Thursday, March 1, 2007

Hello? This is the hazardous waste in your cell phone calling.

An estimated 100 million people in the U.S. own a cell phone. Industry research shows that most people upgrade cells phones every two years.

What do you do with that little plastic box full of electronic gizmos once you upgrade? Most of us toss it in a drawer for future disposal or dump it in the trash where it ends up in a landfill.

Cute husband uses the drawer method, while I used to throw directly in the garbage. One of the subtle, yet wonderful differences between us.
I digress.


The problem is that toxic chemicals (PBTs) such as arsenic, lead, nickel and zinc along with other hazardous substances make up the internal gadgetry of cell phones. These chemicals and substances can eventually leach into the soil or drift in the wind and end up in our water supply.

Not to mention that cell phones, PDAs and computer are not biodegradable and add tons of waste to landfills.

The National Wildlife Federation has a solution. You can send NWF and their partner, Access Recycling, obsolete cell phones, toner cartridges, laptops and other computer accessories. They will then remanufacture, refurbish, recycle or reuse your old unwanted toys.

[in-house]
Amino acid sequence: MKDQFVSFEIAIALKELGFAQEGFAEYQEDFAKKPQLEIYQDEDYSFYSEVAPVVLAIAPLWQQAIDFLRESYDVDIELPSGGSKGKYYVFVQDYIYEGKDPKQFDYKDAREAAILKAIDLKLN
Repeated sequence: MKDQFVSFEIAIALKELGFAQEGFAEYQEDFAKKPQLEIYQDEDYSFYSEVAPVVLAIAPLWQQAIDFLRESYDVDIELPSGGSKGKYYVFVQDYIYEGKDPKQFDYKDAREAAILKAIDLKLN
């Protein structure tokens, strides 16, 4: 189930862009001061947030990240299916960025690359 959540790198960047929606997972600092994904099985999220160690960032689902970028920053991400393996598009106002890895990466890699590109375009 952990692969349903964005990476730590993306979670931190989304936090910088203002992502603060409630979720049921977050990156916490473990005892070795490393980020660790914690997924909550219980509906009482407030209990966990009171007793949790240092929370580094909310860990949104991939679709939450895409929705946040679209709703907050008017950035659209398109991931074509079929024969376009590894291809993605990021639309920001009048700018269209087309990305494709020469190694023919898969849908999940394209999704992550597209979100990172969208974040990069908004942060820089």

(Isn’t “re” the best prefix?)


If you have a couple of cell phones to dispose of, email NWF at nwf@accessrecycling.com and they will send you a postage paid bag to mail in your phone. See the NWF website for recycling larger quantities or other equipment.

In addition to reducing the landfill hazards, recycling the metals used in cell phones saves the energy of mining new metallic ores and also the impact of mining on the environment.

You can also check out Earth 911 to find local schools and charities who can reuse your equipment if it is in good working order.

Once you have sent your equipment for recycle or reuse, close the loop. Buy something made from recycled materials.

Very responsible, not to mention very good for your karma!

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